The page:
The Young Republic 1787 To 1860


Then you might turn to another big book, Frederick Law Olmsted’s The Cotton Kingdom: A Traveller’s Observations on Cotton and Slavery in the American Slave States, based on an extensive trip the 30-year-old author made in early 1850s. Olmsted published two volumes under that title in 1861, having published an even longer account in three volumes a few years earlier. Fortunately, there’s an excellent 1953 abridged version, reissued in 1996, intelligently edited and with an introduction by Arthur Schlesinger, Jr. The pictures of the various sections of the antebellum South that Olmsted gives, the conversations he recounts, even his own irritation with the discomforts and backwardness he encountered are unforgettable. In the end Olmsted decided that slavery prevented the progress so evident farther north; it served to prolong “evils which properly belong only to a frontier.”

The Lincoln-Douglas Debates: The First Complete Unexpurgated Text

edited by Harold Holzer (1993; Fordham). Neither Abraham Lincoln nor Stephen Douglas spoke from complete written texts during their famous debates of 1858, although they used notes—both sets long since lost. Surviving versions of their speeches came from the intensely partisan newspapers of the time. What the newspapers published was not, however, exactly what their stenographers recorded. Editors at Chicago’s leading Republican paper, the Daily Press and Tribune, fixed Lincoln’s spoken prose, repairing grammatical errors, cutting off run-on sentences and the like, but left Douglas’s pretty much alone. The Democratic Chicago Daily Times did the opposite.

Then in 1860 the Republicans published the debates in book form, using the Republican press’s version of Lincoln’s speeches and the Democratic press’s version of Douglas’s, both taken from a scrapbook Lincoln kept. But first Lincoln made further revisions in his speeches (more, Holzer says, than he admitted) and removed all the audience interventions that the newspapers had carefully recorded. That staid version of the debates showed off Lincoln’s eloquent moral statements to maximum advantage, reduced his on-site awkwardness compared with Douglas, and contributed enormously to his presidential candidacy. Subsequent publications of the debates reprinted that “doctored” text of 1860, sometimes reinserting some of the audience’s reactions.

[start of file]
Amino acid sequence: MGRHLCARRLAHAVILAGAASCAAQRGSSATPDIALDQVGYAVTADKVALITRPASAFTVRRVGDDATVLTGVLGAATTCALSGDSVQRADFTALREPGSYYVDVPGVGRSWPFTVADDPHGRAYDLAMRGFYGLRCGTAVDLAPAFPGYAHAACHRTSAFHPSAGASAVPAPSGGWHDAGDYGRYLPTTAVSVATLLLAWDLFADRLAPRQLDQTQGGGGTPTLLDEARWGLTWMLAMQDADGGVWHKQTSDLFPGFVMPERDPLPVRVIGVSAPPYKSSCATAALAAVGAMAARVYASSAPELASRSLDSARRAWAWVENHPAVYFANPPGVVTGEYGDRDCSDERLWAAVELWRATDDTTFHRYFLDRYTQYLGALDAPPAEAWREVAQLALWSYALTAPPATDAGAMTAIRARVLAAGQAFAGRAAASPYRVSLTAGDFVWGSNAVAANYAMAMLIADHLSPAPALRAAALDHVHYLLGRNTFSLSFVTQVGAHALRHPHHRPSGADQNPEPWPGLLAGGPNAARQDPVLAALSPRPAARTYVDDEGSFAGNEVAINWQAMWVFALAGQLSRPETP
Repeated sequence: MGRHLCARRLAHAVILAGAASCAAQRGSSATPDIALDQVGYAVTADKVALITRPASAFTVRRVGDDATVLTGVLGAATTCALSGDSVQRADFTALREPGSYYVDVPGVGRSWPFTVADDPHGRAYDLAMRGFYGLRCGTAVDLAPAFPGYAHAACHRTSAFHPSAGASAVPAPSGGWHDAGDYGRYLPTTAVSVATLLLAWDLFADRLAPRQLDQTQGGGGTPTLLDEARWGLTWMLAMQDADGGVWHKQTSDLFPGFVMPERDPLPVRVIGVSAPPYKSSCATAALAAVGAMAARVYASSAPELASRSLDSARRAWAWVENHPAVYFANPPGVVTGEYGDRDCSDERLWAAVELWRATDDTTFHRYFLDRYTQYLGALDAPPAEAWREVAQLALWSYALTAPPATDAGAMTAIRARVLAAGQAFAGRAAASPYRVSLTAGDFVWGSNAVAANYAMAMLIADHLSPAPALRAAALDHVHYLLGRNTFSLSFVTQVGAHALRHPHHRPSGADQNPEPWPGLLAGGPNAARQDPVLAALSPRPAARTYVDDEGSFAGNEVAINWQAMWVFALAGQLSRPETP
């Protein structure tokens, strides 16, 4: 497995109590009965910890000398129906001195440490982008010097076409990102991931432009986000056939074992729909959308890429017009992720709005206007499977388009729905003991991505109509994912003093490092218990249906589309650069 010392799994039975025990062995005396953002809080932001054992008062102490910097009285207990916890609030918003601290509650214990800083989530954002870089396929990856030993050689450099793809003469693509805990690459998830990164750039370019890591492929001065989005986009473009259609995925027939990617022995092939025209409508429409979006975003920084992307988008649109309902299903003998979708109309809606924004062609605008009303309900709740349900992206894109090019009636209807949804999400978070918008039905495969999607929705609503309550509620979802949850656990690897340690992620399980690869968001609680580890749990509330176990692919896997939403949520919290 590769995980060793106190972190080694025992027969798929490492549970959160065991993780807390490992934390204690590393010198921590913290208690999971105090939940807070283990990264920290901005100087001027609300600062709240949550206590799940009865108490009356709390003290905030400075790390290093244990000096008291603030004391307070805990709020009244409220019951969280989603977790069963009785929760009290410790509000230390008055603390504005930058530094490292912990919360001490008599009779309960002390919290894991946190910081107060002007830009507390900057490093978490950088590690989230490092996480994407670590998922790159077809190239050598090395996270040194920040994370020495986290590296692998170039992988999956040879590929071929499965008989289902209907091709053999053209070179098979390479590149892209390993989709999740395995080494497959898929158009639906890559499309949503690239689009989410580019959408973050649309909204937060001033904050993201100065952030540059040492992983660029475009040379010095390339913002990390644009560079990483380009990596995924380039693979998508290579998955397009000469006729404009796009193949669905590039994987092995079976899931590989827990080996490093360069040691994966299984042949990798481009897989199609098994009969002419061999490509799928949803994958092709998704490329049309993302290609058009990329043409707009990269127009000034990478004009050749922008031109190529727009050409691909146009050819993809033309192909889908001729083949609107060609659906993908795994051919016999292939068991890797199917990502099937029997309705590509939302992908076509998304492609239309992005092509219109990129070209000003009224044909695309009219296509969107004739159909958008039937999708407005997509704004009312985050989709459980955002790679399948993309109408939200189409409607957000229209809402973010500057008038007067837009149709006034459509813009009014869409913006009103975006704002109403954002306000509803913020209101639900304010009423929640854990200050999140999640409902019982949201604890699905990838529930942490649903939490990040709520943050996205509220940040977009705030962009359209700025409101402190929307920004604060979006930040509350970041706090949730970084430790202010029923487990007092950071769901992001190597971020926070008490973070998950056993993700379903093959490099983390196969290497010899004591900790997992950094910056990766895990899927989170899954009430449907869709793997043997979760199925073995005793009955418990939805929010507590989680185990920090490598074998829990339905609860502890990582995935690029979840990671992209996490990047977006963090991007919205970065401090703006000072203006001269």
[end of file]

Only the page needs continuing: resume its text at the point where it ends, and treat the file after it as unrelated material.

Then how can we know what was actually said in 1858? That’s simple, Holzer said. Publish the Republican press’s version of Douglas’s speeches and the Democratic press’s version of Lincoln’s—that is, the “unexpurgated” texts neither paper saw fit to change. Actually, Holzer did more than that. He noted places where the two newspapers’ texts varied substantially and the different ways they described the audience’s reactions to certain statements. Best of all, he wrote a lively general introduction and wonderful descriptions of the scene for each of the debates that depict the physical setting, the audience, and the wild pageantry that was part of the event, as well as a brief gloss of the debate itself.

So far as I can tell, this book received remarkably little notice when it was first published. I have read only one serious critical essay. Yet to me, the Holzer edition is way more interesting than any other version of the debates. In fact, it’s the best introduction to nineteenth-century politics I know. To be sure, the debates are repetitious, and it’s fair to skip pages when the speakers dig deeply into the details of Illinois politics. But enjoy the combat, as Douglas quickly put Lincoln on the defensive, from which he struggled to recover. Note how both speakers parried or played audiences that were racist even in northern Illinois, where antislavery was more widespread than in the southern part of the state.

People flocked from afar sometimes to stand three hours—the length of a debate—in the beating sun, close enough to the platform, they hoped, that they could hear what was said. They laughed; they cheered. One heckler shouted that Lincoln was a fool. “I guess there are two of us,” he answered, sparking more laughter. The issue at stake—slavery and the future of the Union—was deadly serious, but still politics could be fun. And American democracy was young and well. These were real debates, not the scripted serial monologues that pass as “presidential debates” these days. Once again, only by looking back can we get a good vantage on where we are.

Well, there’s my list, and it has hardly a word on the settlement of the West, or on wars. Would colleagues have questioned it if I’d mentioned Bernard DeVoto’s wide-ranging The Year of Decision: 1846? A historian writing today would say more about Indians and the environment, but DeVoto told well the more traditional story of “Westward expansion.” I could hardly have listed Ulysses S. Grant’s Personal Memoirs, which includes some of the most moving descriptions of the Mexican War I’ve read, since most of it postdates the 1850s. And I’ve given no good narrative account of the coming of the Civil War, such as David M. Potter’s The Impending Crisis, 1848–1861 or the opening chapters of James M. McPherson’s Battle Cry of Freedom: The Civil War Era.